It is incorrect to say that golf’s Next Big Thing is here.
You should say that golf’s Next Big Things are here.
What’s happening in golf is similar to what happened in the NBA. Doomsayers predicted a down-period for the league in the wake of Michael Jordan’s retirement. His Airness had singlehandedly carried the game and, in fact, had become the game. Then, Jordan stepped away from the spotlight. Did the public lose interest in the Jordan-less NBA? No, because new stars sprouted.
Tiger Woods filled the same role for golf. He didn’t just lift golf, he was golf and pretty much still is golf. Tiger has been a one-man total eclipse of all golf for nearly two decades.
That is about to change. (As Woods’s horrific chipping display last week at the Waste Management Phoenix Open seemed to indicate, he’s certainly winding down and apparently at the end of his dominating period.) It takes a village to replace Tiger. And the village is filling up remarkably fast.
For sheriff, Rory McIlroy, 26, is the official heir apparent. He has four majors, including the last two, and needs just the Masters to complete the career Grand Slam. He’s off and running after his Dubai win on Sunday.
After Rory comes the young Americans, starting with boy wonder Jordan Spieth, 21, who challenged Bubba Watson at last year’s Masters. Then there’s Rickie Fowler, 26, a marketing juggernaut who finished in the top five in all four majors after working with instructor Butch Harmon to get his game to the next level. Rickie still only has the one Tour victory, but he’s primed to bust out with a bunch.
There is also Patrick Reed, 24, a brash Ryder Cupper who has not made a career of buddying up to teammates or other pros but is starting to pile up wins, his latest coming last month at the Hyundai Tournament of Champions.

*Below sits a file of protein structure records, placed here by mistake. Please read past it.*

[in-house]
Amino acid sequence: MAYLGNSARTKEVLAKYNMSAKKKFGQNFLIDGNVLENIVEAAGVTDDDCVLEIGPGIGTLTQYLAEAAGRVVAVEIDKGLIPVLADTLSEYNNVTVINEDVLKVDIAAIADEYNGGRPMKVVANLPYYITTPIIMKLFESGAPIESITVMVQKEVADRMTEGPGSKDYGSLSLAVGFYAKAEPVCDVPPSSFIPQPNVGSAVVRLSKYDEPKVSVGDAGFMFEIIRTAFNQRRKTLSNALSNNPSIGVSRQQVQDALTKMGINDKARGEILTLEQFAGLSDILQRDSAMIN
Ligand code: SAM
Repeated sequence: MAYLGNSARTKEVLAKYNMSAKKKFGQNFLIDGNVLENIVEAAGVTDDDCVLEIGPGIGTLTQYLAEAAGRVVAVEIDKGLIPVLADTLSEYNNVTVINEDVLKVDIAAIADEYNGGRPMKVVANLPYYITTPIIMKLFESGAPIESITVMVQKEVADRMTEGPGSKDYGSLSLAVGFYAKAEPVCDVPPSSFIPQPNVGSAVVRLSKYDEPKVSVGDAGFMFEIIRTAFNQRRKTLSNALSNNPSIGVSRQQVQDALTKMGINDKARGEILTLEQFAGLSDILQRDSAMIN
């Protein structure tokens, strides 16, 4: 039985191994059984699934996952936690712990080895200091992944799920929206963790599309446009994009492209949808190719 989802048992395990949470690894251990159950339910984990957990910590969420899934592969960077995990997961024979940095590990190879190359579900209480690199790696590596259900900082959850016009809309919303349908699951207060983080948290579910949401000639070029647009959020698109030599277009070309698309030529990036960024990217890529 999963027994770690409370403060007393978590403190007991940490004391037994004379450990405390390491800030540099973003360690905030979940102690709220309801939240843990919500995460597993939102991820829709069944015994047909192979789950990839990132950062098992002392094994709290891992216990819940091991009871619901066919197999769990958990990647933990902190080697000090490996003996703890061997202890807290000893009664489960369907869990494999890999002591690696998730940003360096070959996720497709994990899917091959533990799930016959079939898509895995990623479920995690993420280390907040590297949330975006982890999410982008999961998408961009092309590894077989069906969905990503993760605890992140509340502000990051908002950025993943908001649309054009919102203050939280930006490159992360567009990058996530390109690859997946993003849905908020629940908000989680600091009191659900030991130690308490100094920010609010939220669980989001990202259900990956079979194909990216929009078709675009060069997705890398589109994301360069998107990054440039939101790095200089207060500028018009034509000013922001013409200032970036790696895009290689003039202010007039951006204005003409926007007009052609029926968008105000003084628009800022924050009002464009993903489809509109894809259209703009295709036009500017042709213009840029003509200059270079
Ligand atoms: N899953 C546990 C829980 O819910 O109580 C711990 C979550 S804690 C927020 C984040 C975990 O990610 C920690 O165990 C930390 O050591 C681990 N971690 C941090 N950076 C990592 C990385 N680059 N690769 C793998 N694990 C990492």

As we were reminded in Phoenix, there’s no shortage of future stars. Justin Thomas, a 21-year-old rookie out of Alabama, briefly worked his way into contention. He finished 17th but it appears to be just a matter of time before he lifts a trophy.
Also blossoming is Hideki Matsuyama. Some observers rate Matsuyama, the winner of last year’s Memorial, as golf’s best iron player, and his short game isn’t bad either. Forget the once-trendy Ryo Ishikawa. Matsuyama will most likely be Japan’s first major champion. He is only 21 and looks like a formidable challenger to McIlroy.
Matsuyama had to settle for second place in Phoenix. The trophy went to Brooks Koepka, another one of the Next Big Things. Maybe you noticed Koepka make a run at the 2014 U.S. Open at Pinehurst No. 2. Perhaps you heard about him winning the Turkish Airlines Open on the European Tour with a closing round of 63. If not, your first look at him may have come when he poured in a 51-foot eagle putt from off the green at the 15th hole to take the lead—for good, it turned out—on Sunday at TPC Scottsdale.
Koepka, 24, has power to burn. Off the tee, he can keep up with McIlroy. He had a good but not great career at Florida State. When he didn’t get through Q-school, he tried the Challenge tour in Europe, got his first pro win, then bounced back at Pinehurst and with the win in Turkey.
He seems fearless and totally chill at the same time. He seems like exactly the kind of silent assassin you wouldn’t want to face in a Ryder Cup.
Sure, you’ve heard it before. Big things are predicted for every new face who wins but seldom do the floodgates ever open.
These guys are different. Spieth has that special something. Fowler is chasing it. Hard. Reed has a lot of young Raymond Floyd in him.
Koepka? Well, his last name was mispronounced on the 1st tee on Sunday; it came out sounding like “Cupcake.” He’s anything but. He talked about the detours he’s had and about how his failures were blessings because they made him work harder.
Here is the most revealing part: Koepka told a roomful of writers after his win, “I want to be the best player in the world.” He wasn’t bragging. He said it matter-of-factly. He added that he knows he’s not near that level yet, but that he isn’t afraid to say what his goal is.
Now, when was the last time you heard a U.S. golfer say he had intentions of being the world’s best? Not in Tiger’s world. Just as Woods inspired a generation to take up golf, his apparent decline seems to have inspired another generation to shoot for his throne. These are the most motivated young players we’ve seen in 20 years.
Which of these Next Big Things will be the Biggest Thing?
We can’t wait to find out.
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